Carbs Not the Enemy: CU Boulder Physiologist Shares Key to Weight Loss, Metabolic Health
“Metabolic flexibility is the ability for your body to quickly switch back and forth between fat and carbs, efficiently using whatever fuel sources you throw at it,” explains Inigo San Millan, physiologist and director of Sports Performance Program research at the University of Colorado. (1)
He’s talking about your body’s ability to either burn carbs (ie sugar) as energy, or burn fat stored in your body. You may already be familiar with the idea if you’ve heard about the ketogenic diet:
“In normal circumstances, the body’s cells use glucose as their primary form of energy. Glucose is typically derived from dietary carbohydrates, including:
- sugar – such as fruits and milk or yogurt
- starchy foods – such as bread and pasta
The body breaks these down into simple sugars. Glucose can either be used to fuel the body or be stored in the liver and muscles as glycogen.
If there is not enough glucose available to meet energy demands, the body will adopt an alternative strategy in order to meet those needs. Specifically, the body begins to break down fat stores to provide glucose from triglycerides.
Ketones are a by-product of this process.
Ketones are acids that build up in the blood and are eliminated in urine. In small amounts, they serve to indicate that the body is breaking down fat, but high levels of ketones can poison the body, leading to a process called ketoacidosis.
Ketosis describes the metabolic state whereby the body converts fat stores into energy, releasing ketones in the process.”
But new research led by San Millan’s team reveals there’s more than meets the eye when it comes to your metabolism and weight loss. The key is in your body’s ability to actually switch from regular metabolism to ketosis if it needs to.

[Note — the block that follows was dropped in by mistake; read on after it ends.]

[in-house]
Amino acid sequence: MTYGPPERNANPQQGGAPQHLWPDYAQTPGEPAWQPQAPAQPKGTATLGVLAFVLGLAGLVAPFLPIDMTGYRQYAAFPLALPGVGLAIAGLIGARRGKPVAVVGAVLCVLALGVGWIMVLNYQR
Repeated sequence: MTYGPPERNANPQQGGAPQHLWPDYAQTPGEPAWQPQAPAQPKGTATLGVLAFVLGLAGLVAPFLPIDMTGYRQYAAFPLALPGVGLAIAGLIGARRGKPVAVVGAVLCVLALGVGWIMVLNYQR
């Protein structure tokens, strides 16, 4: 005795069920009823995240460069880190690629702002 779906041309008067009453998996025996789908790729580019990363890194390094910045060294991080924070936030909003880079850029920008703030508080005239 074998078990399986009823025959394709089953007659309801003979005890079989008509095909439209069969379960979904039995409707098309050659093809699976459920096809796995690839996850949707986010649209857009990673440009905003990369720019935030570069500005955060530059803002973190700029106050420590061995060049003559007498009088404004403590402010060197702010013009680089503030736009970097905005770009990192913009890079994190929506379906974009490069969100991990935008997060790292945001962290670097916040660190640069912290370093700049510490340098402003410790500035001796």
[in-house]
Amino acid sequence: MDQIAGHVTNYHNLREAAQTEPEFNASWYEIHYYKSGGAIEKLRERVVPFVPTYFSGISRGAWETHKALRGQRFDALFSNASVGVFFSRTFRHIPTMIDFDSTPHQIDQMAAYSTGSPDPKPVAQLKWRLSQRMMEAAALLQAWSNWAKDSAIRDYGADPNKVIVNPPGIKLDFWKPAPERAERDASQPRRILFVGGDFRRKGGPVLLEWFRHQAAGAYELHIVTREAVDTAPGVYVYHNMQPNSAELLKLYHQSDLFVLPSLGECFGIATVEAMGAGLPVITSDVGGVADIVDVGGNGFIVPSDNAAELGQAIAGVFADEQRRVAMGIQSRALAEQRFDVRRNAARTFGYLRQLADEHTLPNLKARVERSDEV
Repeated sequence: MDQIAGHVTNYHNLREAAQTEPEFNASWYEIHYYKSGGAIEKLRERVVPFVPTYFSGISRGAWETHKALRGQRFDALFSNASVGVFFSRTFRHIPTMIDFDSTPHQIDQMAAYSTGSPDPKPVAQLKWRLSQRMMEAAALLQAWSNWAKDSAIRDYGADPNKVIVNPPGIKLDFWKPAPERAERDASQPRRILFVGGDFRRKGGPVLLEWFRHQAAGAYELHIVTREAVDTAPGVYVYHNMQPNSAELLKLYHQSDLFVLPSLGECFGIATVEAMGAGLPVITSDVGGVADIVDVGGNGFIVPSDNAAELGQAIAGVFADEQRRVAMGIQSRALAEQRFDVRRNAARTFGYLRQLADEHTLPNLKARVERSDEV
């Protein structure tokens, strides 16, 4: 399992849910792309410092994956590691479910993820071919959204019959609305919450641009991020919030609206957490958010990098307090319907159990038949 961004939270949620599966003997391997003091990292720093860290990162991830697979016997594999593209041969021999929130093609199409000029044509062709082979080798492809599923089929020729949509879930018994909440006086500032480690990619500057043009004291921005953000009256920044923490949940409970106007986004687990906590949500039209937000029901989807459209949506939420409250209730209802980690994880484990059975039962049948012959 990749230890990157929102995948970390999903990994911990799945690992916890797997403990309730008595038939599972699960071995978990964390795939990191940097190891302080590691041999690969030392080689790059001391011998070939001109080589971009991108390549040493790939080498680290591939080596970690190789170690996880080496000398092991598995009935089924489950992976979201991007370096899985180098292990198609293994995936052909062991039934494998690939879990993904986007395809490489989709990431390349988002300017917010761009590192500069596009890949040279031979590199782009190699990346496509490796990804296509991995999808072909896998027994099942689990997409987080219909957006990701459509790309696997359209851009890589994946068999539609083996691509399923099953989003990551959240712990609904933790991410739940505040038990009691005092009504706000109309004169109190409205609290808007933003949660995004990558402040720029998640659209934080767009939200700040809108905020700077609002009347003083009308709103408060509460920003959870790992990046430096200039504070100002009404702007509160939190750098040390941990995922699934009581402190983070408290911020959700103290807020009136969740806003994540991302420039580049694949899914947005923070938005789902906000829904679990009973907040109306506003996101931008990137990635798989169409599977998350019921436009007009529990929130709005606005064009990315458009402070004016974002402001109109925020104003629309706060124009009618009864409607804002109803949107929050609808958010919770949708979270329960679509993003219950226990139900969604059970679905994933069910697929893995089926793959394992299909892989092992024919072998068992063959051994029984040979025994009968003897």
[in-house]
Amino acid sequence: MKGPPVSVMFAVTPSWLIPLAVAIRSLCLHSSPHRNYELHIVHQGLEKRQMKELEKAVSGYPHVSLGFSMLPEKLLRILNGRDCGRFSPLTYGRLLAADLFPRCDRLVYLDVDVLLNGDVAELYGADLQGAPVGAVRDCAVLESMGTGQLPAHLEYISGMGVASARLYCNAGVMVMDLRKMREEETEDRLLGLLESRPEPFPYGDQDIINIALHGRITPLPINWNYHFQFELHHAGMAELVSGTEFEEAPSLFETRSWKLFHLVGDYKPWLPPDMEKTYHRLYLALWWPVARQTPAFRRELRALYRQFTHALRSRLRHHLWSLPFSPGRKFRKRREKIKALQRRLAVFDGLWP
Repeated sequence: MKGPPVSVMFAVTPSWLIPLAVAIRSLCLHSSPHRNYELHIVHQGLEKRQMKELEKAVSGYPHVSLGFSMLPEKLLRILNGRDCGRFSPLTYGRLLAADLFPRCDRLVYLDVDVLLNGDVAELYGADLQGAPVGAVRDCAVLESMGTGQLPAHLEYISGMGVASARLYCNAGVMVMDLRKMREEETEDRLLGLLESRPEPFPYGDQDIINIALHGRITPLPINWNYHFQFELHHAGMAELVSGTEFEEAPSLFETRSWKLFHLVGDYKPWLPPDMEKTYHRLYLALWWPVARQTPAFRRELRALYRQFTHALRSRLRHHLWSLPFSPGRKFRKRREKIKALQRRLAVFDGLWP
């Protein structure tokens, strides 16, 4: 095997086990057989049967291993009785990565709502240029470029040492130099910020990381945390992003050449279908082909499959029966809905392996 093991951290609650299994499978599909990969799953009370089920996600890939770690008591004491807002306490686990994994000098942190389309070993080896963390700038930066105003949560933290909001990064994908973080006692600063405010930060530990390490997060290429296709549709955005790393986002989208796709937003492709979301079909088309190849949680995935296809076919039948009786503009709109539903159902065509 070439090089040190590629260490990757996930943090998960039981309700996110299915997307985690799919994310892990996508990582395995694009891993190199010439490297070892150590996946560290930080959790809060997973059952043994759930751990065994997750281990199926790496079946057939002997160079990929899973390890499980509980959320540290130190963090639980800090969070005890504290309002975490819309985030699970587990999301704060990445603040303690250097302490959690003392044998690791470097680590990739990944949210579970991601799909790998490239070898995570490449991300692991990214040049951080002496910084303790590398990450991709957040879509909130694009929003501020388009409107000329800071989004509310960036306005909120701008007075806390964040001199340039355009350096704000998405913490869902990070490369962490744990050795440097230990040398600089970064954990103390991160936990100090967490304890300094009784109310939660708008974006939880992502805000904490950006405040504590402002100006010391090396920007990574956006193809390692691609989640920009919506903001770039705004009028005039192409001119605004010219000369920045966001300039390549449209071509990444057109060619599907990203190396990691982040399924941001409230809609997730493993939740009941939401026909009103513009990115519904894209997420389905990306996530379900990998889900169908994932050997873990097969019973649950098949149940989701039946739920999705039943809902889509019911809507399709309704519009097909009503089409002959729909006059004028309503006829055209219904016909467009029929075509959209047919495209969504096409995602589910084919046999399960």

“As we become sedentary and physically inactive, our mitochondria become atrophied or dysfunctional, and they start losing the ability to burn glucose and fat,” San Millan said. “That’s when we become metabolically inflexible.” (1)
Keep Reading: Ketogenic Diet 101
3 Big Red Flags Your Metabolism Is No Longer Flexible:
- stubborn extra weight
- elevated blood sugar levels
The team at the University of Colorado Sports Medicine and Performance Center hope to bring the diagnostic tools they’ve developed to the public this year. By monitoring a person’s breathing while on a treadmill or exercise bike, they can more accurately determine how their body is metabolizing fat and carbs into expendable energy.
“There’s a misconception out there that people believe the only way to exercise is high intensity,” San Millan said. “We know that’s totally wrong. It’s not sustainable. The main thing in an exercise program is to create sustainability.”
“Sixty minutes of activity used to be nothing when we were kids. You were lazy if you only moved for an hour a day. Now, that’s a major goal.”
Keep Reading: Health Benefits of Walking
So, Does San Millan’s “Prescription” Work?
34-year-old Denver resident, Liz Wolfert signed up for the program when she was told she was pre-diabetic. And this in spite of participating in Kung Fu, climbing, races, and cycling. Liz couldn’t understand why her activities weren’t enough to reverse her condition (though she wasn’t being active consistently).
San Millan prescribed an hour of daily walking. One year later, Liz had no signs of being at risk of diabetes.
“It’s so interesting,” Liz told reporters. “I had climbed fourteeners before, but I remember how hard it was. After I started walking more, I climbed another one, and it was so much easier. It was like my body was working so much more efficiently. I started to run, and it wasn’t an excruciating process. My body has just been better primed.”
The Missing Link Between The Keto Diet and Exercise
Many people have studied the unique health benefits derived from following a “ketogenic diet” (ie reducing the intake of sugars and carbohydrates and replacing them with a variety of healthy fats instead), but San Millan’s research helps us to understand why it doesn’t work for everyone.
If a sedentary lifestyle has already negatively affected your body’s ability to metabolize fat in the first place (or more specifically, ketones), then reducing its primary source of energy will more likely leave you feeling drained and hungry.
In general, healthy weight loss must start with healthy and sustainable changes to your diet- switching from the standard American diet of salty, fried, processed foods to a variety of whole foods that mostly come from plants- that’s what really helps your body shed the extra pounds, not spending hours in a gym.
That being said, this research is evidence that adding the simple habit of walking every single day will reinforce your efforts to change your diet and help you see the results you’re looking for.
Keep Reading: 7 Weight Loss Myths You Need To Stop Believing ASAP
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